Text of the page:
Cacti are beautiful plants. They belong to family Cactaceae and have a unique morphology. Their cladodes (the “stem” of the plants) and spines, as well as their flowers, are used for various purposes, from medicinal practices by natives where these plants naturally occur or to making a living room a little more charming.
Since cacti are a worldwide trend in the ornamental plant market people either cultivate them or take them from their natural habitats in order to meet this demand. Thus, cactus populations are threatened by this illegal collection, on top of the devastation of their habitats by human actions.
So how can cacti be both protected and cultivated at the same time? By performing propagation and conservation studies in members of family Cactaceae.
Why Plant Tissue Culture?
Tissue culture is a set of techniques that allow researchers to cultivate different types of living tissues (as in organs, cells and such) in a laboratory for various studies. So plant tissue culture is the cultivation of plant organs (e.g. leaves, stems, roots), tissues (e.g. meristems, callus, etc) and cells in a laboratory. What for, you might ask?
In the case of this specific study, the in vitro multiplication using plants germinated in the laboratory can supply the demand of the ornamental market while protecting the integrity of natural populations indirectly, and still provide plants for reintroduction initiatives. In other words, from a few cacti fruits obtained in natural populations, a plant tissue culture laboratory can produce plants that will meet the demand of the ornamental market and people will not need to take plants from nature directly.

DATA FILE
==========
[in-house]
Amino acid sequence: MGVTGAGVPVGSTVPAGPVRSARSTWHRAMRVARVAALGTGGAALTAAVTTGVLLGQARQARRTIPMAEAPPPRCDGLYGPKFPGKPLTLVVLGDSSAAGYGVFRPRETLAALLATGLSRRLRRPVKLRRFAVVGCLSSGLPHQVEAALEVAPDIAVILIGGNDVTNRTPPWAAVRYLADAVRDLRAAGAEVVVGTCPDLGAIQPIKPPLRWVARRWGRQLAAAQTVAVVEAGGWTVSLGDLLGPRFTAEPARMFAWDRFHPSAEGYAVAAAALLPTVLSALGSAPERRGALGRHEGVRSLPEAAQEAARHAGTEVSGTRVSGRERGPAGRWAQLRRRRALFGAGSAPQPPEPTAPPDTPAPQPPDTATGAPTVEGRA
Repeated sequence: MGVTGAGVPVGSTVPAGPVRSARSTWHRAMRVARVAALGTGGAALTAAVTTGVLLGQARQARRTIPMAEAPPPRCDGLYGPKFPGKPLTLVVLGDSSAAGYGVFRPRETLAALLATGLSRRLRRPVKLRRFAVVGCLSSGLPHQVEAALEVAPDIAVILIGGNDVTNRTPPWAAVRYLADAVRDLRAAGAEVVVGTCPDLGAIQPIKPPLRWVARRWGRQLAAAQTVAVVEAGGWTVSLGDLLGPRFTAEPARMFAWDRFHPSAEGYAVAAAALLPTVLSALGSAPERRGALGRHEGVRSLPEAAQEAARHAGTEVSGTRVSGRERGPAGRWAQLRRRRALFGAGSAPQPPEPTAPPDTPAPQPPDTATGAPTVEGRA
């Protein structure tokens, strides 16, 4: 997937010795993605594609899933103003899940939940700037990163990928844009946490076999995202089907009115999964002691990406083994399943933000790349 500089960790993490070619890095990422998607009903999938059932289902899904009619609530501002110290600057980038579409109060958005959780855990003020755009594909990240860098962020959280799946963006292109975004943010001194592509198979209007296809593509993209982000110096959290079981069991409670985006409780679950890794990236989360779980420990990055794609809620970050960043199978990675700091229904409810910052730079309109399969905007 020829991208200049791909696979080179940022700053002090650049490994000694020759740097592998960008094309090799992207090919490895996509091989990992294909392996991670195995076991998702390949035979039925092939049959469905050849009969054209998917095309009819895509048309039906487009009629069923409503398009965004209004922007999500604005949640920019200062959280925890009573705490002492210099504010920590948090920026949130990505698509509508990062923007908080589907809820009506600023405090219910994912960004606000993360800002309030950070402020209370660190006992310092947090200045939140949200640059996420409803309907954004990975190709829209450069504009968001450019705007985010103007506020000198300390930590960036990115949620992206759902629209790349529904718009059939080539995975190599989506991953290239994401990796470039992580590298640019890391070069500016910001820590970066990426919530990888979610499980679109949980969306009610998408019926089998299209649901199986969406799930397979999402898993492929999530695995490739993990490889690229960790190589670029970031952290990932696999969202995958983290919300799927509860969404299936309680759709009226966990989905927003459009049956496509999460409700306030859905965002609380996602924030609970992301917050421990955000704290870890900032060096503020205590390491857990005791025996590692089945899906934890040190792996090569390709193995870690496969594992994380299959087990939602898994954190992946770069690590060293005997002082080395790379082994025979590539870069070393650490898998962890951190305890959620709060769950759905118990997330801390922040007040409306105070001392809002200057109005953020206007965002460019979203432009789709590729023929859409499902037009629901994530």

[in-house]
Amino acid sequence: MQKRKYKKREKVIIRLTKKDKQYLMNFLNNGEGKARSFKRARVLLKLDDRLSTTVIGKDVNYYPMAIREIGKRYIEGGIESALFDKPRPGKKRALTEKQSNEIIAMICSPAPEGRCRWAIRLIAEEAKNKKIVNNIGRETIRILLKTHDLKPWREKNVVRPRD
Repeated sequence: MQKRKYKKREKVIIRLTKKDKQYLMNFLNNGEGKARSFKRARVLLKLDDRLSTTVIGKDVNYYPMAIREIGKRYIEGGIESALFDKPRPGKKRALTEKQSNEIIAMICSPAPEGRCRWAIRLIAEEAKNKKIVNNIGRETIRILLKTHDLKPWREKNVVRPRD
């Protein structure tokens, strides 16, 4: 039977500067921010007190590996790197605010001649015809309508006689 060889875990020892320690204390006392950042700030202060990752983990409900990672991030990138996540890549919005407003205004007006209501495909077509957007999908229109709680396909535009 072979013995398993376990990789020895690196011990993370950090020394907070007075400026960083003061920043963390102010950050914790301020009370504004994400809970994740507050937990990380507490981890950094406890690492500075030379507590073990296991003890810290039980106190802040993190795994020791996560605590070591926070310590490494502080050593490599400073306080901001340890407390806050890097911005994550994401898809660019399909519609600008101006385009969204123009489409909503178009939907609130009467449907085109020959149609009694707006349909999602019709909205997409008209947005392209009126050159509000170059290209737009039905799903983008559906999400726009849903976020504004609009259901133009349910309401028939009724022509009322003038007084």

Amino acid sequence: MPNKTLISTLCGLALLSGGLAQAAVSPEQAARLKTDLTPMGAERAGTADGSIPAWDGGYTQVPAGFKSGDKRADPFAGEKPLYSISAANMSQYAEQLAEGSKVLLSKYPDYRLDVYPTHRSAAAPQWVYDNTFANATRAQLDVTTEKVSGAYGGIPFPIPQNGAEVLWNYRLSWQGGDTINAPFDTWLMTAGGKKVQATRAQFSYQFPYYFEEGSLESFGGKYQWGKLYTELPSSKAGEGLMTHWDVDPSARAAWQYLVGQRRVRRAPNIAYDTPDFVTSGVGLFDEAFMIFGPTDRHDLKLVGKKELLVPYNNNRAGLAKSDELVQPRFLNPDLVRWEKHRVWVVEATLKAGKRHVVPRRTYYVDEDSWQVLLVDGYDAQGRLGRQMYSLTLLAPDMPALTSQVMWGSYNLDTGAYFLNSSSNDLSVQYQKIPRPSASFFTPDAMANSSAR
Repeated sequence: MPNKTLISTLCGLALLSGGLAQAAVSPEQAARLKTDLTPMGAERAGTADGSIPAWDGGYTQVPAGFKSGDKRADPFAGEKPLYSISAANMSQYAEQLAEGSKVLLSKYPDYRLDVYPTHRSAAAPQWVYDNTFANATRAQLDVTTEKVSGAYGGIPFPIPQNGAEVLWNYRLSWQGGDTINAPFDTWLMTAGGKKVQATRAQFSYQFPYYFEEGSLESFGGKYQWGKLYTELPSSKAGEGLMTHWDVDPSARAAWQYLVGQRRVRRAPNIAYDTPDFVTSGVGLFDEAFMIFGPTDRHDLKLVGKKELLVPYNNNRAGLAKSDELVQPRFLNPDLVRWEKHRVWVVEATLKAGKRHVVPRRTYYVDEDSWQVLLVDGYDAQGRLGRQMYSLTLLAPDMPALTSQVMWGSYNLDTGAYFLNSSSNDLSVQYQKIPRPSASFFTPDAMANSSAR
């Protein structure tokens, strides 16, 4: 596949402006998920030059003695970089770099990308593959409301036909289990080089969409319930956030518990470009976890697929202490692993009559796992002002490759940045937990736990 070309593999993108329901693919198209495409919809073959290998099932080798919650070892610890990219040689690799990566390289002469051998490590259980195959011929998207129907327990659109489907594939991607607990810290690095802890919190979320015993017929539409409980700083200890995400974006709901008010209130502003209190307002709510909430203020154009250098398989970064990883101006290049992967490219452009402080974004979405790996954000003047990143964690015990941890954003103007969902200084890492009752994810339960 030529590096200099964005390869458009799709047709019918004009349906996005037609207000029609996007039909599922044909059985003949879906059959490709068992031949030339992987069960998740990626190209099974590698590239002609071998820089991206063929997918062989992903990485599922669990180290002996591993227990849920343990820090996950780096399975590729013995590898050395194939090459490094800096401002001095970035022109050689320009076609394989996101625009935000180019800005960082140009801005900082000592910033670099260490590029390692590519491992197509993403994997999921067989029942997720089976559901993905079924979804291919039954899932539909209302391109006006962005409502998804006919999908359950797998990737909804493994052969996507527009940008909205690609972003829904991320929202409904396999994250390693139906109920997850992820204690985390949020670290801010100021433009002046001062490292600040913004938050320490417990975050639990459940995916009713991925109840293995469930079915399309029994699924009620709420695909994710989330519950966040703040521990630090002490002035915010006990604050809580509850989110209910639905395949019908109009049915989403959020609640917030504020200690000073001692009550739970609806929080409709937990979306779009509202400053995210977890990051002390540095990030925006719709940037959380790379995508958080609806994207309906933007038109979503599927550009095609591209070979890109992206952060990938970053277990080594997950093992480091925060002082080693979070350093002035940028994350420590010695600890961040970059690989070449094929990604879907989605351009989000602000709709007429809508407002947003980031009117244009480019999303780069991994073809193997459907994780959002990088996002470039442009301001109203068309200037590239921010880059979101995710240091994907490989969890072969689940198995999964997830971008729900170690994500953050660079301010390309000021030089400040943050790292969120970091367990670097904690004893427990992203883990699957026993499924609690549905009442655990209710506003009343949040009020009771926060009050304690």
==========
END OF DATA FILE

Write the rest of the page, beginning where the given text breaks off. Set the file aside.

Why Bother With Genetics?
Genetic fidelity studies have demonstrated that micropropagation (the production of plants in a plant tissue culture lab) can generate genetically distinct plants, a phenomenon known as somaclonal variation. This variation can present itself in several forms, but here we define it as any change in phenotype, genotype or epigenetic characteristics of a plant. What that means is that any change whatsoever is unexpected since the plants generated in micropropagation studies are usually supposed to be clones, and clones are supposed to be identical amongst themselves and the donor plant.
These somaclonal variations may cause no difference in the appearance of a plant, or may cause it to die more easily, or for it to have a different color, or cause it to be sterile, and so forth. It is mostly unpredictable. As it can disrupt uniformity and production rates, as well as present a real problem for reintroduction initiatives in the natural habitats of the plants, somaclonal variation is usually something researchers are constantly trying to identify and avoid.
How Can We See The Mutations In The Cacti We Propagated?
Since DNA is microscopic and kept inside the nucleus of plant cells we must access the DNA molecules by extracting the DNA from a piece of the cacti. Then we must clean and purify that solution containing cactus DNA (cacti have lots of carbohydrates that can get in the way of obtaining good quality DNA extraction), and amplify regions of this DNA that might show us variation between one cactus and its clones. That amplification is done by PCR (Polymerase chain reaction), using DNA, Taq polimerase, and all the necessary “ingredients” for making millions of DNA fragments from the specific regions we wish to examine. Which specific regions, called DNA molecular markers, are going to show variation is unpredictable, so several regions must be tested, using several different cacti and their respective clones. Works with Inter-Simple Sequence Repeat (ISSR) markers (specific DNA regions between repetitive DNA loci) have been efficient in detecting somaclonal variation in numerous cacti before, so these were the regions we looked into.